What’s the deal with Clea DuVall?

The next time I go to a lesbian party, I’m going to play a game called “Take a shot every time someone mentions Clea DuVall.” I’d be tipsy in no time, just wandering around asking, “Hey guys, what was your root?” Or “How about this week’s episode of American Horror Story?” Even “Who here loved She’s All That?” Down the hatches, for real.

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Clea DuVall is like some magical name that induces instantaneous sensual symptoms in lesbians of all ages, mostly due to her character Graham in But I’m a Cheerleader. I admit that I, too, fell under the spell of the black button-down shirt at the Cocksucker. And considering that film is one of the best lesbian stories of all time (black comedy meets romance co-starring RuPaul with that seriously good soundtrack), it’s no wonder Clea is a household name amongst gay women. It’s also not shocking to me that many lesbians I meet think she’s out as a lesbian herself. And then I have to go around killing the mood as the ultimate party pooper when I explain “Actually, she’s never said anything on record about her sexuality.” Smiles fade, sparkles leave eyes, dreams have died.

Throughout her career, Clea has played a handful of queer characters in Carnivale, Ghosts of Mars, Saving Grace, and most recently on American Horror Story: Asylum, where she plays a closeted school teacher who ends up committing her partner to an institution rather than be outed. She told Vulture of the part:

It was such a different time. You and I can look at it from the perspective of people living in 2012, but I think that the fear at that time was very real, and you could have your entire life destroyed by who you love and by being who you are. And I think Wendy was caught in a moment that she probably never expected to be in, and she’d worked so hard to hide who she was. And then to have someone just walk in her house and tell her that the person that she loved more than anything had been hurt but then also say that she’s going to tear her life apart — I definitely have compassion for her and understand the position she was put in.

Interestingly, Wendy’s partner, Lana, is played by out lesbian actress Sarah Paulson, who has done many straight roles as well. In fact, she was nominated for an Emmy for her work in Game Change this year. But it’s exciting to see an out lesbian playing such a pivotal part in a major storyline such as this one, especially with the commentary it makes on ex-gay conversion therapy and lesbianism as a mental illness in the 1960s. Obviously it isn’t necessary that lesbian actresses play these lesbian roles, but it does kind of add an admirable element. It doesn’t necessarily mean if Clea truly is gay that she’s doing us a disservice by not admitting it, but still, it would be nice, right?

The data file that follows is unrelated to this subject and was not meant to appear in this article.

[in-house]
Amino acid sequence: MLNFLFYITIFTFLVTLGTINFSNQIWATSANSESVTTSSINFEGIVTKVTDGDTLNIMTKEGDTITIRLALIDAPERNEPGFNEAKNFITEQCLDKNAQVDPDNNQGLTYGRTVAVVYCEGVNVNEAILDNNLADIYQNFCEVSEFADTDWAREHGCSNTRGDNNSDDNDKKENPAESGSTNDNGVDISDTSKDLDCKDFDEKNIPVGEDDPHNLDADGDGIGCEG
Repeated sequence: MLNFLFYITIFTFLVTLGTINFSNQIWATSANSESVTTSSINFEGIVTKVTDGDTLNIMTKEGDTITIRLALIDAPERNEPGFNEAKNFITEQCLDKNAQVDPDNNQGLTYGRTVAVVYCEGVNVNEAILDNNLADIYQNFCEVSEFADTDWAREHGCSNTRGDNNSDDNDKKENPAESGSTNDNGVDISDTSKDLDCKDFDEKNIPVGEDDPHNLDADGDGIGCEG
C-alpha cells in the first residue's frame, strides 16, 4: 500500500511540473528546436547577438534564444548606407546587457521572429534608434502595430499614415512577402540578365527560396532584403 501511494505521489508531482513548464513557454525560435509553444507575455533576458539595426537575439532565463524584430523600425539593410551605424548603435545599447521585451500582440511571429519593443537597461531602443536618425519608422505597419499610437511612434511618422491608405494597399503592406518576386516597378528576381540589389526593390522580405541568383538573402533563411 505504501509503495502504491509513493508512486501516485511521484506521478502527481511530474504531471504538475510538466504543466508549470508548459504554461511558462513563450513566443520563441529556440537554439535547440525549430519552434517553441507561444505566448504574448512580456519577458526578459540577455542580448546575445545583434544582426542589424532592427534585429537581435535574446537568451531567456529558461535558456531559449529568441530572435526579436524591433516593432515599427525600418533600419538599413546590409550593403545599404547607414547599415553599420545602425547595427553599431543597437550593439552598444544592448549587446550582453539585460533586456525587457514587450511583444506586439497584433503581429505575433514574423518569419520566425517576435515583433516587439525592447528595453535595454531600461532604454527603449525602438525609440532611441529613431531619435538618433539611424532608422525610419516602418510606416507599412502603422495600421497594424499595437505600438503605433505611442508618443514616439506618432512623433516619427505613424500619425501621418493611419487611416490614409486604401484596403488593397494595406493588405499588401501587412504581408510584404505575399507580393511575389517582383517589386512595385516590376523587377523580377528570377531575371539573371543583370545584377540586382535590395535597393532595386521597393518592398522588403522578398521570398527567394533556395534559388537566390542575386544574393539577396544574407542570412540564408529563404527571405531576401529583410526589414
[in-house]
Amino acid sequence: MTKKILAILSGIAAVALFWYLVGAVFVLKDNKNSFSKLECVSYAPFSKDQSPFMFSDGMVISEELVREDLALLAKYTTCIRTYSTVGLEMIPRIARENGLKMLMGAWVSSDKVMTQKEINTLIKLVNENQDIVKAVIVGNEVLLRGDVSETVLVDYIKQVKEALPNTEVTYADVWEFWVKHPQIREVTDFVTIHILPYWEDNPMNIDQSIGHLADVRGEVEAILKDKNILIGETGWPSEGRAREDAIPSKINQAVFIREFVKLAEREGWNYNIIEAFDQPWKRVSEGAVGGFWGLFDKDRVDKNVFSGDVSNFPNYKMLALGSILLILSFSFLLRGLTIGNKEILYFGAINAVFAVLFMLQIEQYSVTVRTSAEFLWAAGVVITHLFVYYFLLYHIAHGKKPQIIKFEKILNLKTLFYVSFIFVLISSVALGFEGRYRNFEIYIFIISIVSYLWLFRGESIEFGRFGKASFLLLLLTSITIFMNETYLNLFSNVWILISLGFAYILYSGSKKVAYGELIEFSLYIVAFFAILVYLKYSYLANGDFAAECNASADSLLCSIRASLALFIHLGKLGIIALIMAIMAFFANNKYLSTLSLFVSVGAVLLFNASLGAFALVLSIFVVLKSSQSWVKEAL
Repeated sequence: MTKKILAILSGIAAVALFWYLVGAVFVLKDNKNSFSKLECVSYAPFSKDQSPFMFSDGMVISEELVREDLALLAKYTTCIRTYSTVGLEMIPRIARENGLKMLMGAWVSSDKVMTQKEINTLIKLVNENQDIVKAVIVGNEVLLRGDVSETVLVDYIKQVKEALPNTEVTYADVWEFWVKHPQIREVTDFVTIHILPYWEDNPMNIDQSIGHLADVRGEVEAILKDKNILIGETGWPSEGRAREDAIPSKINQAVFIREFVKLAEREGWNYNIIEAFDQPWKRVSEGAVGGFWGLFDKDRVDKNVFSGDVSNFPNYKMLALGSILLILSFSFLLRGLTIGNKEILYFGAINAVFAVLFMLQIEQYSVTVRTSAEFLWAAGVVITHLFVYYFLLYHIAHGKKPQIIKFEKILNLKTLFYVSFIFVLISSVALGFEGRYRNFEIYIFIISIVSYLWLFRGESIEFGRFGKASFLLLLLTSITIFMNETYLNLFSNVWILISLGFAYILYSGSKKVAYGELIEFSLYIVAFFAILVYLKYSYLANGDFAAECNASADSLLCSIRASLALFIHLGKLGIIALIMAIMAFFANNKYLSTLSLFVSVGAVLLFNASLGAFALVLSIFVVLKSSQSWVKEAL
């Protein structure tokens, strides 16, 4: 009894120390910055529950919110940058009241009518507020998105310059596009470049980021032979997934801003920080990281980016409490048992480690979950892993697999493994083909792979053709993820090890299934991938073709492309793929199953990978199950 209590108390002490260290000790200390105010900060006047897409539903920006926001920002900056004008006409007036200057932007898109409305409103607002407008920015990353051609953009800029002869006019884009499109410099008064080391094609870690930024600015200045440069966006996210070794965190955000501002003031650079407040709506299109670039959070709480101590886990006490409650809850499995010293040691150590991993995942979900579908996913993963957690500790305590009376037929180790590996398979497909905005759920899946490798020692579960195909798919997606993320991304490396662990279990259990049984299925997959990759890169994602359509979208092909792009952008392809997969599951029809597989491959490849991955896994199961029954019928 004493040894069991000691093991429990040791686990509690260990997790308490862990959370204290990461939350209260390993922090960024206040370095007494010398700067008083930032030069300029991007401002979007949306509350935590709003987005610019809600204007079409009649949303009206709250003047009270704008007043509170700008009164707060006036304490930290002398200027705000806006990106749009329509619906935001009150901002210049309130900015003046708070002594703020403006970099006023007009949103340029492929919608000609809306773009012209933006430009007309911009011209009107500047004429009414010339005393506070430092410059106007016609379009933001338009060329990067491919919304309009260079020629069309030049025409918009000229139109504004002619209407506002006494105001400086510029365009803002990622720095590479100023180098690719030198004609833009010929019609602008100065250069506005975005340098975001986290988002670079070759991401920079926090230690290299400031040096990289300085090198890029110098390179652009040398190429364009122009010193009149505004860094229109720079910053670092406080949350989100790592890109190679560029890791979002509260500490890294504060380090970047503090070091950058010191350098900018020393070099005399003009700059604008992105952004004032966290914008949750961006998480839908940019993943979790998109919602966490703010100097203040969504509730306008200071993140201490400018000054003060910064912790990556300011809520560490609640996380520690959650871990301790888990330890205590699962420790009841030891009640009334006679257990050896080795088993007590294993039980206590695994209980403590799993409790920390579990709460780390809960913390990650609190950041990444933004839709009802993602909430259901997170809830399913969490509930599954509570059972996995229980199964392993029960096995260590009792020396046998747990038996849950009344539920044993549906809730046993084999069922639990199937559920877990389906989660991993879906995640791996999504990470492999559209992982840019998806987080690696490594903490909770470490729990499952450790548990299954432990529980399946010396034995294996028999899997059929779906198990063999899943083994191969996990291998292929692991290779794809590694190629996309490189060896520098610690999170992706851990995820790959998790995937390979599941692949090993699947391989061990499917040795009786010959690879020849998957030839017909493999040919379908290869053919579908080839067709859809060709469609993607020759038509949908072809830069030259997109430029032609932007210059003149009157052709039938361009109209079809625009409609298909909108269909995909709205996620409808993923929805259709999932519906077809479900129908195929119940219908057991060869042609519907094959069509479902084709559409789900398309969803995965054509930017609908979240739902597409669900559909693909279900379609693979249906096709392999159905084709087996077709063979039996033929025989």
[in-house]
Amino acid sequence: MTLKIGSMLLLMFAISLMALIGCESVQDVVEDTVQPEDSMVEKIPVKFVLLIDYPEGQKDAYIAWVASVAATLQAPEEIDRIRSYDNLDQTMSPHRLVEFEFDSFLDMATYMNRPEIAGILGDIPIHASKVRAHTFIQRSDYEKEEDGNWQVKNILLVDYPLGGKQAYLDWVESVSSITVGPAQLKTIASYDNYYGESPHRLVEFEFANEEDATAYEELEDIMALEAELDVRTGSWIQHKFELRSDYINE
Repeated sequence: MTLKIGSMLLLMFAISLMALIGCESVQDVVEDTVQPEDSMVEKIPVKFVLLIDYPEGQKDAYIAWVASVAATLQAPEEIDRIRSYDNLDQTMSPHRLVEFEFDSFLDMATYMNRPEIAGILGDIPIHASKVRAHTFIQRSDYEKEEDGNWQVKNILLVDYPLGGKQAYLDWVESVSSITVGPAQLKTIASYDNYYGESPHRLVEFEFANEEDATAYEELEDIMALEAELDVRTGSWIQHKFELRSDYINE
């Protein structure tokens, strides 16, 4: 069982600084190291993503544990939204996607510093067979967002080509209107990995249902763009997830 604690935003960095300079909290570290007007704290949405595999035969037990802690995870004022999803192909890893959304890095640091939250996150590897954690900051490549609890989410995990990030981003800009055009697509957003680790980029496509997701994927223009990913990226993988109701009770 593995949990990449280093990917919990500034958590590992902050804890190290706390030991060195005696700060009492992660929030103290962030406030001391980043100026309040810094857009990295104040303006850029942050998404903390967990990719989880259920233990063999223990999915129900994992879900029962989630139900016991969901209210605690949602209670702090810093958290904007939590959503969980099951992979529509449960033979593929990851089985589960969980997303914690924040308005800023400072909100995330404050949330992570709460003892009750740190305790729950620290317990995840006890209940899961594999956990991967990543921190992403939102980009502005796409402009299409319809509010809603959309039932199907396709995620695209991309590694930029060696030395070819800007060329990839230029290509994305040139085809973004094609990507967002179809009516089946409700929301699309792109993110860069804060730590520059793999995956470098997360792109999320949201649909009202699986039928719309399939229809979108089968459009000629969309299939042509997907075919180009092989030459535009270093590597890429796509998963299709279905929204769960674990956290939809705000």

A few years ago, I might have thought (well, I definitely thought) actresses were probably closeted for the reason of losing out on roles. Today actresses like Sarah Paulson are proof that sexuality is becoming less and less a factor in the parts people are chosen to play (or not play). Something else that has changed: Typecasting. It used to be actresses who played gay would feel they were limited in the future based on their decision to play a lesbian one time. In 2012, Hollywood has had enough lesbian and bisexual roles and actresses who have played them that it’s no longer such a stigma. Clea answered a question about being typecast as a lesbian in that same interview with Vulture:

I don’t think it matters much anymore. I think that there was a stigma playing gay characters before that there just isn’t now. When I started acting in the early nineties, that was a bigger consideration, but now it doesn’t feel like that much of a big deal. You look at how many gay characters are on television and in movies and actors just aren’t afraid to do that any more. I think because there are more of those roles, the fear and the novelty of it have kind of gone away, and now it’s just like, “Oh, characters.” It feels like a bigger “Who cares?” now than it did before.

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We do care, though, as women who want to see themselves represented on television. And Clea has had her share of non-gay roles, too, including her part in the new film Argo. She’s been steadily working all throughout the 2000s, but with the new show and part in the Ben Affleck movie, there’s been a Clea DuVall resurgence. But is it too much to hope that she’d ever reveal more about herself as a person? She can be ALLEGEDLY dating a member of a lesbian band or another assumed-to-be-gay actress, be BFF with out director Jamie Babbit and Tegan and Sara or any other celesbian you could also mention at a potluck party, but until she decides to say “Here’s how I relate to my character in the gay way,” we’ll probably just continue speculating/wishing/hoping/praying.

What would it matter if Clea were, in fact, gay and came out as such? We’d probably feel a little more validated in the way we did when Jodie Foster acknowledged her partner for the first time, or when Wanda Sykes said she couldn’t stand idly by and be married to her wife while Prop. 8 was being fought in her home state. We just want to feel like people are proud of themselves and their tie to our community as we feel that pride and tie to them.

All I’m saying is if our collective gaydar is proven correct in the future, and if, theoretically, she ever did happen to come out as a lesbian, drinks are on me.